We are nine days away from the start of the 2022 U.S. Open, set for The Country Club in Brookline, Massachusetts. One of the most significant headlines in the last couple of days has been the announcement by Phil Mickelson that he intends to take part in his first major championship of 2022. He opted out of the Masters and the PGA Championship after the firestorm that he started with controversial comments about the Saudi backers of the LIV Golf Invitational Series. He joined this new organization on Monday, leaving the PGA Tour behind and collecting $200 million in the process. How will the PGA Tour respond? We will see. Read on for more information that could influence your U.S. Open betting on golf’s third major of the year.
PGA News: U.S. Open Updates
Mickelson is not alone in departing the PGA Tour for LIV Golf, as Dustin Johnson followed him in signing up with LIV Golf. Johnson joined the PGA Tour in 2008 and made his announcement at the opening news conference for the first event LIV Golf will put on, at Centurion Golf Club in London. Johnson had issued a statement in February indicating a commitment to the PGA Tour, but he has since changed his mind. Like Mickelson, Johnson also expects to continue to play in majors. At this point, while the PGA has indicated that it would bar players who play in outside events, the USGA, which controls the U.S. Open, has not taken a position on keeping LIV Golf players from its events. Johnson won the U.S. Open in 2017, so he has a ten-year exemption. He won the Masters in 2020, which also has him exempted into the PGA Championship and the British Open through the 2026 year.
Other golfers are pulling away from the PGA Tour and moving to LIV Golf, including Sergio Garcia, Charl Schwartzel, Branden Grace and Kevin Na. At this point, Johnson would be ineligible for the Ryder Cup, as players need to be affiliated with the PGA of America to get a spot. However, if more top players move to LIV Golf, that could likely change as well.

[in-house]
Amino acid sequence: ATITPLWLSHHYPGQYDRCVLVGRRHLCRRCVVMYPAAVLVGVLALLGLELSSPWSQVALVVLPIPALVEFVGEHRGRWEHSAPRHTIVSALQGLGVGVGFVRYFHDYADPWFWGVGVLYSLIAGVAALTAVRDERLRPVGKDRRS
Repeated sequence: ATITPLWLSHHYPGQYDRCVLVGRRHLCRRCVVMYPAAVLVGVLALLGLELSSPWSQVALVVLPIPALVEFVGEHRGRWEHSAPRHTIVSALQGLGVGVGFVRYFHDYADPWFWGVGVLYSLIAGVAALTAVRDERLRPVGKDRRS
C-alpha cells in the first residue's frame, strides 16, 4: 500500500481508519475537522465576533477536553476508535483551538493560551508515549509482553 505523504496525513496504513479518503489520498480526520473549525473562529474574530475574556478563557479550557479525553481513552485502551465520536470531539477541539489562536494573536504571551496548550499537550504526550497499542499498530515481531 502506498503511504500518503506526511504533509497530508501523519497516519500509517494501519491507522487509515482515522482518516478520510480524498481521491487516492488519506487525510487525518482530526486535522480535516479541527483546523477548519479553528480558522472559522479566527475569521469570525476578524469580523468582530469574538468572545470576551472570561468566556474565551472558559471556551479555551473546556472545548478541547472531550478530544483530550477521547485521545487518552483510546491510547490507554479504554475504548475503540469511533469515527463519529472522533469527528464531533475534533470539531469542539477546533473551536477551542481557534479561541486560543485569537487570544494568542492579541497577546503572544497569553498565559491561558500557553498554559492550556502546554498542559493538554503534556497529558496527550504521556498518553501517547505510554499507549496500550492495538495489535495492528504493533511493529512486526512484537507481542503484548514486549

Tiger Woods did play at The Masters in April, making the cut before slipping a bit over the weekend. He also appeared at the PGA Championship in May at Southern Hills. He made the cut but then had a tough Saturday, posting a 79 in cold weather, and he withdrew because of physical pain. He will return for the British Open, which returns to the St. Andrews Old Course in July, but he will not play in the U.S. Open, as he feels like he needs to get stronger to play for a major. In a statement, he said that his next tournament will be the JP Pro Am in Ireland, ahead of the British Open.
If you’re curious about some of the darker horses in the field, check out Fran Quinn. He made the U.S. Open in 2014, and his teenage son was his caddie. This time around, he and his son were both in the final stage of qualifying, but only the elder Quinn made it. Now 57, Quinn played in the 1992 U.S. Open, which Tom Kite won. Quinn made it through in an 8-for-3 playoff. Ironically, Quinn had missed out on qualifying for the U.S. Senior Open. His son, Owen, was just one shot back of his father after the initial 18 holes, but after that, he slid to a 74 and was six shots out of qualification. The Quinns were playing in qualifying events that offered a combined 49 slots to fill up the 156-man field.
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